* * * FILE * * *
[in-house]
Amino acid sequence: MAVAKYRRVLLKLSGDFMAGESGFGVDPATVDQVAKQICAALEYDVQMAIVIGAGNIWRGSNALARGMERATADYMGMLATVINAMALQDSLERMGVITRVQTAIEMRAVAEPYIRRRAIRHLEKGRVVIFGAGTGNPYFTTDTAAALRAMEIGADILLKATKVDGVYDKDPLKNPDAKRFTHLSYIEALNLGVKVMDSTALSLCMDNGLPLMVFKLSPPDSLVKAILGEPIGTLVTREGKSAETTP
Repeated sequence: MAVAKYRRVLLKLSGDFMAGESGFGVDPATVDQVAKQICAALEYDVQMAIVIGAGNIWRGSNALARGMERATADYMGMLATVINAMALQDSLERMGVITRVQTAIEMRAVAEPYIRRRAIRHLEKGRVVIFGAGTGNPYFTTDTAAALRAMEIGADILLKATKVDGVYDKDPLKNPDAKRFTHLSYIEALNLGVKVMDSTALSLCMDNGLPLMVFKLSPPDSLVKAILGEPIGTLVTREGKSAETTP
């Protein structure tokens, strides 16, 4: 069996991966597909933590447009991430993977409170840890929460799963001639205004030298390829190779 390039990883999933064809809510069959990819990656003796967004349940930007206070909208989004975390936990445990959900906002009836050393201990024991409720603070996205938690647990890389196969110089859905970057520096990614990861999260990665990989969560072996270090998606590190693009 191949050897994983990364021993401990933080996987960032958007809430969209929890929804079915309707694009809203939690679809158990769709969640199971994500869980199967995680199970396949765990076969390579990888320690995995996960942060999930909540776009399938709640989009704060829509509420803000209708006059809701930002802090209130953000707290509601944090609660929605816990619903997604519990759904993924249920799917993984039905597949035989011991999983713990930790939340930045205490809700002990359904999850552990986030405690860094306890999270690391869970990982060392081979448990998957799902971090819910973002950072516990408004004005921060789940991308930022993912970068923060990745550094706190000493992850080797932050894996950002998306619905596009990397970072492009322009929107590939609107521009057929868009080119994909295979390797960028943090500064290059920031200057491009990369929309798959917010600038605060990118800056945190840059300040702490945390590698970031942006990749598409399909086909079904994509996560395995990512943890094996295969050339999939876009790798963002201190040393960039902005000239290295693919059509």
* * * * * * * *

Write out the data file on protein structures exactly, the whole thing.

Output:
[in-house]
Amino acid sequence: MAVAKYRRVLLKLSGDFMAGESGFGVDPATVDQVAKQICAALEYDVQMAIVIGAGNIWRGSNALARGMERATADYMGMLATVINAMALQDSLERMGVITRVQTAIEMRAVAEPYIRRRAIRHLEKGRVVIFGAGTGNPYFTTDTAAALRAMEIGADILLKATKVDGVYDKDPLKNPDAKRFTHLSYIEALNLGVKVMDSTALSLCMDNGLPLMVFKLSPPDSLVKAILGEPIGTLVTREGKSAETTP
Repeated sequence: MAVAKYRRVLLKLSGDFMAGESGFGVDPATVDQVAKQICAALEYDVQMAIVIGAGNIWRGSNALARGMERATADYMGMLATVINAMALQDSLERMGVITRVQTAIEMRAVAEPYIRRRAIRHLEKGRVVIFGAGTGNPYFTTDTAAALRAMEIGADILLKATKVDGVYDKDPLKNPDAKRFTHLSYIEALNLGVKVMDSTALSLCMDNGLPLMVFKLSPPDSLVKAILGEPIGTLVTREGKSAETTP
């Protein structure tokens, strides 16, 4: 069996991966597909933590447009991430993977409170840890929460799963001639205004030298390829190779 390039990883999933064809809510069959990819990656003796967004349940930007206070909208989004975390936990445990959900906002009836050393201990024991409720603070996205938690647990890389196969110089859905970057520096990614990861999260990665990989969560072996270090998606590190693009 191949050897994983990364021993401990933080996987960032958007809430969209929890929804079915309707694009809203939690679809158990769709969640199971994500869980199967995680199970396949765990076969390579990888320690995995996960942060999930909540776009399938709640989009704060829509509420803000209708006059809701930002802090209130953000707290509601944090609660929605816990619903997604519990759904993924249920799917993984039905597949035989011991999983713990930790939340930045205490809700002990359904999850552990986030405690860094306890999270690391869970990982060392081979448990998957799902971090819910973002950072516990408004004005921060789940991308930022993912970068923060990745550094706190000493992850080797932050894996950002998306619905596009990397970072492009322009929107590939609107521009057929868009080119994909295979390797960028943090500064290059920031200057491009990369929309798959917010600038605060990118800056945190840059300040702490945390590698970031942006990749598409399909086909079904994509996560395995990512943890094996295969050339999939876009790798963002201190040393960039902005000239290295693919059509």